Liquid really had to go the extra mile to make his Corrin guise believable. Then again, nanomachines(son) are magic, so who knows, maybe it was easier than we give it credit for.

Gameplay-wise, the formula from Awakening has carried over with tweaks. If you know what was there, you’ll find a largely similar setup here.

New to Fates is the Dragon’s Vein; by standing on a glowing tile with either Corrin or specific characters, an event can be triggered which alters the map in a particular way; filling rivers to prevent ground units from crossing, causing landslides to damage enemies and turning a limited amount of tiles into healing spots are just a few of the events possible. Using these effectively is key to tipping the scales in your favor, as the difficulty has been ramped up from Awakening, making tactical thinking more necessary. In Birthright’s case, the design of the maps resembles the former game, but enemies have gotten stronger to compensate for this, particularly on higher difficulties. As a personal recommendation, Casual/Hard is, in my opinion, a good balance between challenge and fairness to those who aren’t confident enough to tackle Classic mode; challenging in it’s own right but giving more leeway for mistakes. The second half of the game can still be tense as the challenge is ramped up significantly.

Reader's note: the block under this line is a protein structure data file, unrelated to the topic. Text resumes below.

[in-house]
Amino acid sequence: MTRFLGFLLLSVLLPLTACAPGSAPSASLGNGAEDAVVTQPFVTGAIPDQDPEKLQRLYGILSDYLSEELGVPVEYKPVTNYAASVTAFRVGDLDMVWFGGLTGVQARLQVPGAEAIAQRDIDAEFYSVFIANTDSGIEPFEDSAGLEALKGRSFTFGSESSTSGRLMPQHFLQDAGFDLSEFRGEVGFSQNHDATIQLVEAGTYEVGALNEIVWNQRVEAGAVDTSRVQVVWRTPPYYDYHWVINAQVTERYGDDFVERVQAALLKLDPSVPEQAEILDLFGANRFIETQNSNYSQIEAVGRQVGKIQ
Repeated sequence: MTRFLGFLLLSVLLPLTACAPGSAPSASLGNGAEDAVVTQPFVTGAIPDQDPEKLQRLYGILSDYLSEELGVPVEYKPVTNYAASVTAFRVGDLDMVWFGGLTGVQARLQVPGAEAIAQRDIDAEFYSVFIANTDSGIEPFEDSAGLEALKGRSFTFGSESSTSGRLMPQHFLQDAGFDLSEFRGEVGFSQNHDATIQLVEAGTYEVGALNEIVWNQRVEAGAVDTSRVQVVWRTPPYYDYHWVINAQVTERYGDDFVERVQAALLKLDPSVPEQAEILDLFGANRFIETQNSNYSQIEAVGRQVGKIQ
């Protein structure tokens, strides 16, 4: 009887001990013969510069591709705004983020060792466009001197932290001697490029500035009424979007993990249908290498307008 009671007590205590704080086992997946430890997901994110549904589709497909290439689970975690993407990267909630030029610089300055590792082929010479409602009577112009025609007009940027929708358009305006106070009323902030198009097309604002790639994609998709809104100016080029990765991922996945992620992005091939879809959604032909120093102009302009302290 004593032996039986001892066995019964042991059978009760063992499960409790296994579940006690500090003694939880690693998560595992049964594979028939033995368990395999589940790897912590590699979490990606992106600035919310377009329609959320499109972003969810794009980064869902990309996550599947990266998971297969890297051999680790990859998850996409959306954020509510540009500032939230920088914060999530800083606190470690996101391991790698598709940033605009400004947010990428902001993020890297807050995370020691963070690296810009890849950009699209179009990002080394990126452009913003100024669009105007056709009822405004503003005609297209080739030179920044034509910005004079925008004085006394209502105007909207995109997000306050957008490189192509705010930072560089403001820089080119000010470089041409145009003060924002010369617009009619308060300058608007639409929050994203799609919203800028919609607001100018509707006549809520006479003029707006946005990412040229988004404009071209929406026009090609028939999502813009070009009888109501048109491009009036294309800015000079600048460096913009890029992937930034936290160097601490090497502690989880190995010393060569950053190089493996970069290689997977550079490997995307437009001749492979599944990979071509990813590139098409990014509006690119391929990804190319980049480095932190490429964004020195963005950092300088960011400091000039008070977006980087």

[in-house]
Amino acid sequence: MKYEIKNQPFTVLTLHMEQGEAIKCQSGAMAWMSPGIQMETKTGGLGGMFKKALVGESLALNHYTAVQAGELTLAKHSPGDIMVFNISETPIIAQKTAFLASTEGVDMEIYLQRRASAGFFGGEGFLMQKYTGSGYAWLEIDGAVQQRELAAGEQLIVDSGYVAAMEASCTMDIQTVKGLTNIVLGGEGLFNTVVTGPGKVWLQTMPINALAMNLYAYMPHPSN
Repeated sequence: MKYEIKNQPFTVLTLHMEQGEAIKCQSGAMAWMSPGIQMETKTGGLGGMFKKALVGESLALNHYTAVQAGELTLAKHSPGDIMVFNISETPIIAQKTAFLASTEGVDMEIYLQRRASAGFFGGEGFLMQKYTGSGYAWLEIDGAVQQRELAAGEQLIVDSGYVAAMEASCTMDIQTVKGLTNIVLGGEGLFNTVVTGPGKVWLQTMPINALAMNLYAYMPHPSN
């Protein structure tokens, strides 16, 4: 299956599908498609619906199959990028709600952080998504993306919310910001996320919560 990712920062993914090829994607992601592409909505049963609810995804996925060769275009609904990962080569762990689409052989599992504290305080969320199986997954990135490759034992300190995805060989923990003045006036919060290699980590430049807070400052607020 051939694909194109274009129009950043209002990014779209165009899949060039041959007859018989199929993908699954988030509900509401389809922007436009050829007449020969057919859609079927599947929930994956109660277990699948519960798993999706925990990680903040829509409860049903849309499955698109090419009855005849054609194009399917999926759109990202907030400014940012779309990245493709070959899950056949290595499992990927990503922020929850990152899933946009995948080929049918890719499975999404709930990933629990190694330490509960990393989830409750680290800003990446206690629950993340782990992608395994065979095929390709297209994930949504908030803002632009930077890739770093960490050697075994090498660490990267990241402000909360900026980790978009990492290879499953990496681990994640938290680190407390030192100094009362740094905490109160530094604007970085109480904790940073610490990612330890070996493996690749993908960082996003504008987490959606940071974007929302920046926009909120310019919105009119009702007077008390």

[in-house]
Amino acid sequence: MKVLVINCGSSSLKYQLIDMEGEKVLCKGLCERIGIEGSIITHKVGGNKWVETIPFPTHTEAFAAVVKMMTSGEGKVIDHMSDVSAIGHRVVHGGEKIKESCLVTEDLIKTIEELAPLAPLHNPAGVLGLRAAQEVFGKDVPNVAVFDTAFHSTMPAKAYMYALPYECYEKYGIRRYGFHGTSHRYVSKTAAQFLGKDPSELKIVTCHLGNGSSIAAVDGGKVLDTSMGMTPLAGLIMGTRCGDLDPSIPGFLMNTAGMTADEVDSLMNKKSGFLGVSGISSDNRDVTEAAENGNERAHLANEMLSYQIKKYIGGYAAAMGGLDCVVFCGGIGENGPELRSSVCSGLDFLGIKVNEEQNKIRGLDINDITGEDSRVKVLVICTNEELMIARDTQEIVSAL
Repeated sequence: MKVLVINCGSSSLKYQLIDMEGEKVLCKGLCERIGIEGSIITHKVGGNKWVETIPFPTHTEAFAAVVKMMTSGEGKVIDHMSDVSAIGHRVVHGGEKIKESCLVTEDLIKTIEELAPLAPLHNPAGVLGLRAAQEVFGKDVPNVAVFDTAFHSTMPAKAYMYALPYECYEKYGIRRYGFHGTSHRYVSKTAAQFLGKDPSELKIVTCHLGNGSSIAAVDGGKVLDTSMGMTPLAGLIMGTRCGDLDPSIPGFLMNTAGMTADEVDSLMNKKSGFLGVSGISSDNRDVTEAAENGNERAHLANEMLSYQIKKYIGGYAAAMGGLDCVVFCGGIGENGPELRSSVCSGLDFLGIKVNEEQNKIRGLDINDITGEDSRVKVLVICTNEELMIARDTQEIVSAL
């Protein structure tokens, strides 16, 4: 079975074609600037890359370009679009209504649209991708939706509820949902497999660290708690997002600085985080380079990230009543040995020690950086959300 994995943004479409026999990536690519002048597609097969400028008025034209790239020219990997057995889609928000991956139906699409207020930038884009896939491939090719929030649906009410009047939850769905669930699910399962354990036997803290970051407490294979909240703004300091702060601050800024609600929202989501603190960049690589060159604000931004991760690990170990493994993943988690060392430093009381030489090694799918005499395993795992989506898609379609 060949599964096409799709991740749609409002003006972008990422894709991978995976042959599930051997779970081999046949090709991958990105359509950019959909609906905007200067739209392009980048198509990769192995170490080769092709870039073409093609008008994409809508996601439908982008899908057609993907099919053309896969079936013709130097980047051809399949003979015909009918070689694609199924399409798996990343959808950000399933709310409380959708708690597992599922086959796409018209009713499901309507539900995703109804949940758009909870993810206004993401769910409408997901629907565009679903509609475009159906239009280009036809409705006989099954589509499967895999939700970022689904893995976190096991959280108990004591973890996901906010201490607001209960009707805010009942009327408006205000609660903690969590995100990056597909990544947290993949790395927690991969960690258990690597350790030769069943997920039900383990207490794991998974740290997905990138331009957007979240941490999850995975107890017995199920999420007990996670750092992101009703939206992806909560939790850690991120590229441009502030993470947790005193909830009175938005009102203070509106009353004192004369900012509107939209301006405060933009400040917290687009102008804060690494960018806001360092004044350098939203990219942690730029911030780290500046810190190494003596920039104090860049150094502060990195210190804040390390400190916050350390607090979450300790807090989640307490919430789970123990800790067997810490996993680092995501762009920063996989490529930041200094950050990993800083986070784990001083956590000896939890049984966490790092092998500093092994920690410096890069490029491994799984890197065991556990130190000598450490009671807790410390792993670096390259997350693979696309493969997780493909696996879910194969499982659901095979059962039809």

Battles themselves are handled similarly to Awakening with a couple of tweaks. Zooming in and out of fight scenes is now done seamlessly via zoom-in as opposed to Awakening’s use of a black fade-in/out to make the jump, so it feels more like a real-time transition. Speaking of battles, two big changes were made to combat stemming from weapon durability and the weapon triangle. For the latter, the rock paper scissors format has been switched around; Swords and Magic have an advantage over axes and bows, axes and bows have an advantage over lances and hidden weapons. lances and hidden weapons have an advantage over swords and magic. As for the former, previous games had weapons degrade with each turn they were used. In Fates, this has been removed. While a far cry from the rest of the series, it does make things a little easier in regards to micro-management when there are many units on the battlefield. Note that this only applies to offensive weapons; supportive weapons such as staves still degrade and break, so keeping an eye on whatever clerics are present in battle is still important lest your source of healing is killed. In that aspect, the combat is considerably more streamlined than the previous entry.